As you check off items on your children’s back-to-school supply list, consider this: Perhaps the most important thing you can do for your children is to help reduce the stresses that arise at the beginning of a new school year – particularly if you are recently separated or divorced.
The research-based tips I will share with you here have been developed particularly for families in marital transition. But the underlying principles can help all children – of all ages – to cope with the stresses of a new school year.
The single biggest question on children’s minds during times of transition is, “What’s going to happen to me?” This is true whether they’re toddlers or teens or any age in between. They almost always experience – and often hide from their parents – a myriad of uncertainties and emotions about what lies ahead.
And then…there’s a new school year – with all its added uncertainties about new teachers, new expectations, different classmates, changes in peer groups, and more. Here, too, their anxiety bubbles up: “What’s going to happen to me?” They may even fill in the blanks with their own worst fears.
So what’s a parent to do? Here are five proven strategies to reduce children’s stress and help them adjust to changes in their lives.
- Listen. Ask your children about their feelings – all of them. Help them to develop a vocabulary to express their emotions and let them know that it is always ok to use words to express how they feel. Whether it’s their (mistaken) belief that they’ll be abandoned because of your divorce or their conviction that this is going to be a terrible year at school, they need to be able to say what’s on their mind. And you need to be able to listen calmly and lovingly and let them know they’ve been heard.
- Reassure. Whether they express their fears or not, reassure your children that the love you have for them will never end, and that you will always be their parent and take good care of them. With regard to their anxiety about the new school year, let them know that you’ll be there to help them work through the changes – now and throughout the year.
- Clarify. In as much detail as is appropriate for their ages, tell them where they will live and with whom, and when and how often they will see their other parent. Let them know what will change for them and what will not change. Depending on your children’s ages, either encourage them to learn about their schedule and teachers at school, or find out for them. Then help them to clarify what will be the same and what will be different from the past.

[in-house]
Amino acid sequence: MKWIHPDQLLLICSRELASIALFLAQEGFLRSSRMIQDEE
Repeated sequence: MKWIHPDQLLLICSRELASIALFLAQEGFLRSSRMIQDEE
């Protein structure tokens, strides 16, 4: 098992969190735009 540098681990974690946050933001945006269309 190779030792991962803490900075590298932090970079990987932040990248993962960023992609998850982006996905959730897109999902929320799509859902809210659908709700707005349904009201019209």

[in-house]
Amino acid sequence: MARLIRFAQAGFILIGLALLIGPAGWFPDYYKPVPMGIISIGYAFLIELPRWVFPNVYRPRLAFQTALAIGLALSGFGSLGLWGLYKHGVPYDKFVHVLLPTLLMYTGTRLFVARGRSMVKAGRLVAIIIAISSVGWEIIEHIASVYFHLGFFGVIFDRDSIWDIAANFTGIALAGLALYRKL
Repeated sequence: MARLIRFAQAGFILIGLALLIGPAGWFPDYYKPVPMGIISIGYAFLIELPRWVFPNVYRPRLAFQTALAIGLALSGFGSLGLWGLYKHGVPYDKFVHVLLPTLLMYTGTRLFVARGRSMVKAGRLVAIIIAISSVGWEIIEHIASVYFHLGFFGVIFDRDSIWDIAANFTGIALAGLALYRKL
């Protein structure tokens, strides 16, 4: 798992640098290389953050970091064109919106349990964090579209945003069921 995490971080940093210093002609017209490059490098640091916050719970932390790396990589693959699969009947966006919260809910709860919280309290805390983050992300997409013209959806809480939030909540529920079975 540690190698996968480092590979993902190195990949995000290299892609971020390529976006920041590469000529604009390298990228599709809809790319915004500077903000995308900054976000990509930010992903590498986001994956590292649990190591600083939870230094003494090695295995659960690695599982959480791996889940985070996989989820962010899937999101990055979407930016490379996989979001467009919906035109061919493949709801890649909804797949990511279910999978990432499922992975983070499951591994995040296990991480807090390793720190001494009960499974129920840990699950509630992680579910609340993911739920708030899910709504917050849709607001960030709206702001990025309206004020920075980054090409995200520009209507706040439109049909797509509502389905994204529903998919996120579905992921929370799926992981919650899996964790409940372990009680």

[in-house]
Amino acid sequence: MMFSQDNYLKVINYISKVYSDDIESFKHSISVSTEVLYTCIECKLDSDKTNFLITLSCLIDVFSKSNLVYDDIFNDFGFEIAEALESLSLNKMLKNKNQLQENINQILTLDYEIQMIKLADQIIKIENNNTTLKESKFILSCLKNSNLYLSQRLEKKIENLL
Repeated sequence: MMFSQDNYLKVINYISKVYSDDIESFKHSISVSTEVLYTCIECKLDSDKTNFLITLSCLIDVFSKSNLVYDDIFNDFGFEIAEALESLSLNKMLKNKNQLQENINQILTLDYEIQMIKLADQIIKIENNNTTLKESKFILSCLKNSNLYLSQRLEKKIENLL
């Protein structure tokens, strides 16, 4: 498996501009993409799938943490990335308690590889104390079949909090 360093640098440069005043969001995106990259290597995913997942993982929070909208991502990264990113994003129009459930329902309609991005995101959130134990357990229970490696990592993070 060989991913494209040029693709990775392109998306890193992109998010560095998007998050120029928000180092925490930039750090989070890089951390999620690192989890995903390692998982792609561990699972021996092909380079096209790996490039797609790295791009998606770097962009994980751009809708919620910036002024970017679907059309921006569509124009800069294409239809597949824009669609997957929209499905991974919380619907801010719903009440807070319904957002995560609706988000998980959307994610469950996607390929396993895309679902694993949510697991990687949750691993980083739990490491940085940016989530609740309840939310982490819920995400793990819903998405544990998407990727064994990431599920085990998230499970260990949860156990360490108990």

- Problem solve. Once you have listened carefully to their concerns and clarified realities, help your children take a problem solving approach. If they are worried about forgetting things as they go back and forth between homes, create a list of solutions and ways to organize belongings to help transitions go more smoothly. If they are concerned about all their school-year responsibilities, help them develop a realistic schedule that enables them to see how they can manage everything. Children feel empowered when they have problem solving skills and a plan for dealing with inevitable challenges of daily life.
- Plan Ahead. Help children plan ahead and take ownership for what happens next. Young children feel more secure with a calendar on which they color in “mommy days” and “daddy days.” They also benefit if you can plan for them to visit to their classroom before school starts. Older children can take on more sophisticated responsibilities to prepare for what lies ahead – whether it’s moving between parents’ homes or managing all their responsibilities. Getting an early start on school-year routines with earlier bedtimes and family meals also makes for smoother adjustments.
There’s no way to eliminate all the stress from your children’s lives, of course. The beginning of each new school year requires adjustments for everyone in the family. But using these strategies consistently over time can go a long way toward helping them become more comfortable, confident and secure as they face each transition in their lives.